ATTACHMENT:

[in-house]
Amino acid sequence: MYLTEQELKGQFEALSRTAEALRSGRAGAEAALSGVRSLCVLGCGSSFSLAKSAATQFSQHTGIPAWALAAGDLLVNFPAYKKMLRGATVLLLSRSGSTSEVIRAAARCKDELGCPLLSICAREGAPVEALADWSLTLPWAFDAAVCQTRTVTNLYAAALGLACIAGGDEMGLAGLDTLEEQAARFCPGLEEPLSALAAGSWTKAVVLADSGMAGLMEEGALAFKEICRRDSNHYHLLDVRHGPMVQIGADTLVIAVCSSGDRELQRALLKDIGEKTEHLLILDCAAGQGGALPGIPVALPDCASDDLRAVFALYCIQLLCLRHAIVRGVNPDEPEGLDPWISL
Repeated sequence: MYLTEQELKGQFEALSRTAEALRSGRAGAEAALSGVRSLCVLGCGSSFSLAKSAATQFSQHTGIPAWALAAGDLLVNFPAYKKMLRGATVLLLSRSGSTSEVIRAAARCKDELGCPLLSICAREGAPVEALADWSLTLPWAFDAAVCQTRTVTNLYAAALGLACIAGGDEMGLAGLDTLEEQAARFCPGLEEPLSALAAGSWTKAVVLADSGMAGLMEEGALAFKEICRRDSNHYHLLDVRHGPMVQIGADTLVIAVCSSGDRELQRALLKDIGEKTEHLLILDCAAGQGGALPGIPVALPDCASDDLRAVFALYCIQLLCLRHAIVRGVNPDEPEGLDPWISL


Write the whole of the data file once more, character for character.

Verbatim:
[in-house]
Amino acid sequence: MYLTEQELKGQFEALSRTAEALRSGRAGAEAALSGVRSLCVLGCGSSFSLAKSAATQFSQHTGIPAWALAAGDLLVNFPAYKKMLRGATVLLLSRSGSTSEVIRAAARCKDELGCPLLSICAREGAPVEALADWSLTLPWAFDAAVCQTRTVTNLYAAALGLACIAGGDEMGLAGLDTLEEQAARFCPGLEEPLSALAAGSWTKAVVLADSGMAGLMEEGALAFKEICRRDSNHYHLLDVRHGPMVQIGADTLVIAVCSSGDRELQRALLKDIGEKTEHLLILDCAAGQGGALPGIPVALPDCASDDLRAVFALYCIQLLCLRHAIVRGVNPDEPEGLDPWISL
Repeated sequence: MYLTEQELKGQFEALSRTAEALRSGRAGAEAALSGVRSLCVLGCGSSFSLAKSAATQFSQHTGIPAWALAAGDLLVNFPAYKKMLRGATVLLLSRSGSTSEVIRAAARCKDELGCPLLSICAREGAPVEALADWSLTLPWAFDAAVCQTRTVTNLYAAALGLACIAGGDEMGLAGLDTLEEQAARFCPGLEEPLSALAAGSWTKAVVLADSGMAGLMEEGALAFKEICRRDSNHYHLLDVRHGPMVQIGADTLVIAVCSSGDRELQRALLKDIGEKTEHLLILDCAAGQGGALPGIPVALPDCASDDLRAVFALYCIQLLCLRHAIVRGVNPDEPEGLDPWISL